Non-monotonic kilohertz frequency neural block thresholds arise from amplitude- and frequency-dependent charge imbalance.
Reversible block of nerve conduction using kilohertz frequency electrical signals has substantial potential for treatment of disease. However, the ability to block nerve fibers selectively is limited by poor understanding of the relationship between waveform parameters and the nerve fibers that are blocked. Previous in vivo studies reported non-monotonic relationships between block signal frequency and block threshold, suggesting the potential for fiber-selective block. However, the mechanisms of non-monotonic block thresholds were unclear, and these findings were not replicated in a subsequent in vivo study. We used high-fidelity computational models and in vivo experiments in anesthetized rats to show that non-monotonic threshold-frequency relationships do occur, that they result from amplitude- and frequency-dependent charge imbalances that cause a shift between kilohertz frequency and direct current block regimes, and that these relationships can differ across fiber diameters such that smaller fibers can be blocked at lower thresholds than larger fibers. These results reconcile previous contradictory studies, clarify the mechanisms of interaction between kilohertz frequency and direct current block, and demonstrate the potential for selective block of small fiber diameters.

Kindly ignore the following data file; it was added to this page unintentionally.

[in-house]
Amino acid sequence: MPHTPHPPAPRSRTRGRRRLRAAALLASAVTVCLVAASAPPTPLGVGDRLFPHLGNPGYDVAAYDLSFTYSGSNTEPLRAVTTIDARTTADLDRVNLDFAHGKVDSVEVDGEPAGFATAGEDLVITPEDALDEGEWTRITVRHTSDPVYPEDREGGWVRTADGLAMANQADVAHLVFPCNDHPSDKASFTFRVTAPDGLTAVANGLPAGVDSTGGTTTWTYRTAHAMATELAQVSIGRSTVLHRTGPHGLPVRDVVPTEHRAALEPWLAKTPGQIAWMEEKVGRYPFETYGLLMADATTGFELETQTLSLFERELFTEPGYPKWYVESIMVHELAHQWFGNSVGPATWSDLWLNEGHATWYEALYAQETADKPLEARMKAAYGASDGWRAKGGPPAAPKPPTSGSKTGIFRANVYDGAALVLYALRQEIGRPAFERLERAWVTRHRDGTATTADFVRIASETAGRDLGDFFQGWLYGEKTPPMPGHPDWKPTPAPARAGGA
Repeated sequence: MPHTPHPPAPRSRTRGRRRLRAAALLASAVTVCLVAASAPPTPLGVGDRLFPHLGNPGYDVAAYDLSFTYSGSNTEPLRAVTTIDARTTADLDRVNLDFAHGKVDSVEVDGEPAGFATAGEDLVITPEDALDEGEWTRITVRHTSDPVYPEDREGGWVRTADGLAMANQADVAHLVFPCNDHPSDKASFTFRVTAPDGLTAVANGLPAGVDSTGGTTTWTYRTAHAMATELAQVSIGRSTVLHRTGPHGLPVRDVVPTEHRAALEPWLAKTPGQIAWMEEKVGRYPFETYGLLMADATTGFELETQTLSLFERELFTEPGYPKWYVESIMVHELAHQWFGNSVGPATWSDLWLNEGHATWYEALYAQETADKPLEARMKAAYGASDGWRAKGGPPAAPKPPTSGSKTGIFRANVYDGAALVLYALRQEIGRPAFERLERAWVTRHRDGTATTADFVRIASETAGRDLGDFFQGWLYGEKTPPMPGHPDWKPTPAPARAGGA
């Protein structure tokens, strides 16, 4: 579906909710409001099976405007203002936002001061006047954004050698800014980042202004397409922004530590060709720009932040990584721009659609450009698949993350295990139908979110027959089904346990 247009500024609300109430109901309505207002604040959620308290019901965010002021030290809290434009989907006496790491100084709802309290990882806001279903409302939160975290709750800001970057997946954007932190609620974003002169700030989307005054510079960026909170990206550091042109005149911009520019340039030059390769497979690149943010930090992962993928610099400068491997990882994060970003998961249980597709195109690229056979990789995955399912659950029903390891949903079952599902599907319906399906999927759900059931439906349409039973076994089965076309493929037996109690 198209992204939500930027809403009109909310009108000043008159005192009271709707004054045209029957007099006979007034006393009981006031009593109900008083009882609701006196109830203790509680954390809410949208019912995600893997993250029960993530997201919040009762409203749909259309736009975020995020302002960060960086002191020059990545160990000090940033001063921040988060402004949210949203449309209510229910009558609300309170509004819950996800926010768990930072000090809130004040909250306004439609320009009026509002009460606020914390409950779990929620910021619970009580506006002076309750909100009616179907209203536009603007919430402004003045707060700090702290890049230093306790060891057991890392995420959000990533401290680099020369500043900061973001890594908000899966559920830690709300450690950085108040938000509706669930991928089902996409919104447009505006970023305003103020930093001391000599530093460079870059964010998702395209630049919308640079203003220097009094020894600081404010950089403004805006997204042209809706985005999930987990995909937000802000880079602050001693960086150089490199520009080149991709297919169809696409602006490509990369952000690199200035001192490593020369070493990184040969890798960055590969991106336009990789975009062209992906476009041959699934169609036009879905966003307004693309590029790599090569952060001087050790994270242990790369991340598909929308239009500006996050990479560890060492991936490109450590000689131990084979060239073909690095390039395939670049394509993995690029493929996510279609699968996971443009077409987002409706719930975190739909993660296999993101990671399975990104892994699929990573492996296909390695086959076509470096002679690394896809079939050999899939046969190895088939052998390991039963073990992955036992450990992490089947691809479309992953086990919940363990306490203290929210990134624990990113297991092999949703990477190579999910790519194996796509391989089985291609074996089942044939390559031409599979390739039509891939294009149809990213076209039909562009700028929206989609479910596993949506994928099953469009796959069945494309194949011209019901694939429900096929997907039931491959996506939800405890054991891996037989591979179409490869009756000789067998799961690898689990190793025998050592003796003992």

Peña, E; Pelot, NA; Grill, WM
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